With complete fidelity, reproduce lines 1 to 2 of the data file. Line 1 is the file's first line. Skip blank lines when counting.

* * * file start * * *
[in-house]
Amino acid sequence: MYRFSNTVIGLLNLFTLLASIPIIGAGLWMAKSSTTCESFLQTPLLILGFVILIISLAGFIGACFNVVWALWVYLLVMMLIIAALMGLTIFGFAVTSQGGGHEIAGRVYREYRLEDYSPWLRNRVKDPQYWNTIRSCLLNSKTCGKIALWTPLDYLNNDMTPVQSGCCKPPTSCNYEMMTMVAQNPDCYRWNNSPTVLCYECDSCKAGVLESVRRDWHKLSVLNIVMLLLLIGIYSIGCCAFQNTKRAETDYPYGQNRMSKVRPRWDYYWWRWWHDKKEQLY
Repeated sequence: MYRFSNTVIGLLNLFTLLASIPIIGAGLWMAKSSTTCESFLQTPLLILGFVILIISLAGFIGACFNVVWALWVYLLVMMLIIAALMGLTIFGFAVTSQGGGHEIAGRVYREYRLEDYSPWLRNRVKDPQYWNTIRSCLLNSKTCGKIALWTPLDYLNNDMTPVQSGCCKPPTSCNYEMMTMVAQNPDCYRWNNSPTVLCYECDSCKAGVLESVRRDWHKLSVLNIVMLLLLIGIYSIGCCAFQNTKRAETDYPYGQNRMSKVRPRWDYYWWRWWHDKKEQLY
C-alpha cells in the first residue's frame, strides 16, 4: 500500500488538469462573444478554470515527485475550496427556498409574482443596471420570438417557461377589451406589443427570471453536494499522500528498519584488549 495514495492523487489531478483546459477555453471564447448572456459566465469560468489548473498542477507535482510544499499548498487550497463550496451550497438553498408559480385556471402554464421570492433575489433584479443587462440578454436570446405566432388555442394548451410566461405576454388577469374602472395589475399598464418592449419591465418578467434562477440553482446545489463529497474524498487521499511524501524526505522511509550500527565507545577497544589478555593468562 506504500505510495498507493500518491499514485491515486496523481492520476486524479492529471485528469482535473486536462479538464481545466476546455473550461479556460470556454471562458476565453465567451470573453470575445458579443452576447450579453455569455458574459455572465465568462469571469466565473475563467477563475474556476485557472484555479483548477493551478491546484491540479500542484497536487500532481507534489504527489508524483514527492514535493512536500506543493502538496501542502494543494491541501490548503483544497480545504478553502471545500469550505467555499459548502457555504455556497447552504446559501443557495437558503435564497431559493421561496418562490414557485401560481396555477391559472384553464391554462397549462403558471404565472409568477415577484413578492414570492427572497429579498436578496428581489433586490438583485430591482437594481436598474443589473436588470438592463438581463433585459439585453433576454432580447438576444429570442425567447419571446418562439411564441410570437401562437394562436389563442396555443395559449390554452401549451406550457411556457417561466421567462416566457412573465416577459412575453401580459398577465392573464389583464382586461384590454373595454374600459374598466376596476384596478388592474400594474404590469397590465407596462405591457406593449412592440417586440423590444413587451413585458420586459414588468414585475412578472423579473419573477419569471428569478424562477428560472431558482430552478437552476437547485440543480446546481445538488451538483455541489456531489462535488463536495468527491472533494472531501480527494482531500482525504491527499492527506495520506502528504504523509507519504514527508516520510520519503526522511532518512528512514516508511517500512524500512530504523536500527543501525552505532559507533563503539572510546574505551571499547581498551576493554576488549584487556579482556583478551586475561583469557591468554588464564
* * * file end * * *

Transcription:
[in-house]
Amino acid sequence: MYRFSNTVIGLLNLFTLLASIPIIGAGLWMAKSSTTCESFLQTPLLILGFVILIISLAGFIGACFNVVWALWVYLLVMMLIIAALMGLTIFGFAVTSQGGGHEIAGRVYREYRLEDYSPWLRNRVKDPQYWNTIRSCLLNSKTCGKIALWTPLDYLNNDMTPVQSGCCKPPTSCNYEMMTMVAQNPDCYRWNNSPTVLCYECDSCKAGVLESVRRDWHKLSVLNIVMLLLLIGIYSIGCCAFQNTKRAETDYPYGQNRMSKVRPRWDYYWWRWWHDKKEQLY